Will Benedict Still Be ‘Pope’? | Daily News | NCRegister.com.
In his letter, Pope Benedict announced that he would step down from “the ministry of Bishop of Rome, Successor of St. Peter, entrusted to me by the cardinals on April 19, 2005, in such a way, that as from Feb. 28, 2013, at 20:00 hours, the See of Rome, the See of St. Peter, will be vacant and a conclave to elect the new Supreme Pontiff …”
The Pope signed his letter of resignation “BENEDICTUS PP. XVI,” and Bishop Paprocki noted that it “simply means that he is the sixteenth pope by the name ‘Benedict.’ That is a historical fact that will never change.”
Term of Endearment
Bishop Paprocki then suggested that Catholics should view the word “pope” as “an honorific, even a term of endearment (‘papa’ in Italian). It is not the title of an ecclesiastical office.”
Thus, just as Catholics continue to call a priest “Father,” even though “he has resigned from the office of pastor,” so Italians probably “will continue to call Pope Benedict Papa Benedetto even after he leaves office as the Bishop of Rome,” predicted the bishop, who lived in Rome for three and a half years while studying canon law.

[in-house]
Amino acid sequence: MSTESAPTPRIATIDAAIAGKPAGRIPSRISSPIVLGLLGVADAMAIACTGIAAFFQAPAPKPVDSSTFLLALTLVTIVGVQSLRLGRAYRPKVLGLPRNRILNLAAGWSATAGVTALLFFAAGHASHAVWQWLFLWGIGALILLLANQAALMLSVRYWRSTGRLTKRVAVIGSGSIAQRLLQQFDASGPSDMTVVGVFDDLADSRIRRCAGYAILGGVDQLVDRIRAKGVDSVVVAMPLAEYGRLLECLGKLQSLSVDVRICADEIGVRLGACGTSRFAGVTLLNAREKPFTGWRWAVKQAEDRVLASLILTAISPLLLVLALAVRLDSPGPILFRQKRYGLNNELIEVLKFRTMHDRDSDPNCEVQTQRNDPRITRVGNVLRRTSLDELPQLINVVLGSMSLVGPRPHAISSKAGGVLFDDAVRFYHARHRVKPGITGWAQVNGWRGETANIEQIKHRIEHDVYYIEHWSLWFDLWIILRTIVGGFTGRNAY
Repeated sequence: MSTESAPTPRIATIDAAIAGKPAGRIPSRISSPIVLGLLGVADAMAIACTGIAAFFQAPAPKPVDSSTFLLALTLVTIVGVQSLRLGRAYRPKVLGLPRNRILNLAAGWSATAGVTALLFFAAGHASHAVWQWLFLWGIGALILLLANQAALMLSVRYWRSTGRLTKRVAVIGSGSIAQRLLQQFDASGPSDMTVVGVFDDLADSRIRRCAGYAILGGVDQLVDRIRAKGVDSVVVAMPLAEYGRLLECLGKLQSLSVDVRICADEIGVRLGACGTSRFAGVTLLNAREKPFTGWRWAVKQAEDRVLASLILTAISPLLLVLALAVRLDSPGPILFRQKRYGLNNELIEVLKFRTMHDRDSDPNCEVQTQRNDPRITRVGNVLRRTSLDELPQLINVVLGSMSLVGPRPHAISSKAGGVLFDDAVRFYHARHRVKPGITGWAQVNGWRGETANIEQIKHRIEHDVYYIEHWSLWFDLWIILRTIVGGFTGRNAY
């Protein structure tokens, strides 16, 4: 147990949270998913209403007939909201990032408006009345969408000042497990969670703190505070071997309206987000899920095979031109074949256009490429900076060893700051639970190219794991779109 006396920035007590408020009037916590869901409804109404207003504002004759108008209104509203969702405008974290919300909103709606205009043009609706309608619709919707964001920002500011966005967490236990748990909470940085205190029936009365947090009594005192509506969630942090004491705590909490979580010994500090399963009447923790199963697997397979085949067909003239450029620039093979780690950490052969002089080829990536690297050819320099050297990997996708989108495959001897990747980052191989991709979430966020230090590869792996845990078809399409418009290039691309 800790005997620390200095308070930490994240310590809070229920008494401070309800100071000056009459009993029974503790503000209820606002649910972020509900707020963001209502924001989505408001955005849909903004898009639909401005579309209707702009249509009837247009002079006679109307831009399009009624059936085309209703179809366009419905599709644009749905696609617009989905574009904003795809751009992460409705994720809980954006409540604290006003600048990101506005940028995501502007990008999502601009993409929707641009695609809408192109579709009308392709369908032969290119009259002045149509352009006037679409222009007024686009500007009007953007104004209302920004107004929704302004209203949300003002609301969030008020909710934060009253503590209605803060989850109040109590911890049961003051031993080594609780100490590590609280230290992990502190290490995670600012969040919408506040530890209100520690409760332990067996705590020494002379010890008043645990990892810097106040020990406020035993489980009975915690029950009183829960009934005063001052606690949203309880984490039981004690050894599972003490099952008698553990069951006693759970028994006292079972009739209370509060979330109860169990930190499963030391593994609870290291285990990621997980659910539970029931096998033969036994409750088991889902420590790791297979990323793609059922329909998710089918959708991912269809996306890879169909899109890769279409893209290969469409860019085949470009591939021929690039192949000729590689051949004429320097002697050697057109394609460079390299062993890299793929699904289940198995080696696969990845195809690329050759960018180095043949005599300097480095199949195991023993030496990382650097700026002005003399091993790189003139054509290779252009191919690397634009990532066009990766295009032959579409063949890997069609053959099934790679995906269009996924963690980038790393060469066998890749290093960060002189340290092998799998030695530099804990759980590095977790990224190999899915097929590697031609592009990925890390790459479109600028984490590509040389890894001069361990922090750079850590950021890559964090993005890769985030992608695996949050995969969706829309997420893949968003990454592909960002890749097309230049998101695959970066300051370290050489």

“I don’t think people will have a hard time wrapping their minds around having a pope who is no longer the Roman pontiff, bishop of Rome, etc. Certainly, in direct address, one would never address him as anything but ‘Your Holiness.’”
That said, Bishop Paprocki added that it “would be best to know what Pope Benedict himself wants to be called after February 28, and I hope he will tell us.”
While some experts have said that the Pope should be called “Cardinal Ratzinger” after he formally resigns, Bishop Paprocki did not think term seemed “correct.”
“If he had resigned before reaching the age of 80, after which a cardinal may no longer vote in a papal conclave, I do not think he would have, should have or could have donned a red cassock and entered the conclave in the Sistine Chapel to vote for his successor.
“Instead, at 8pm Rome time on Feb. 28, 2013, Pope Benedict XVI will have a new identity to which we will have to become accustomed: His Holiness, Joseph Ratzinger, Pope Benedict XVI, former Roman/supreme pontiff, bishop emeritus of Rome.”
Read more: National Catholic Register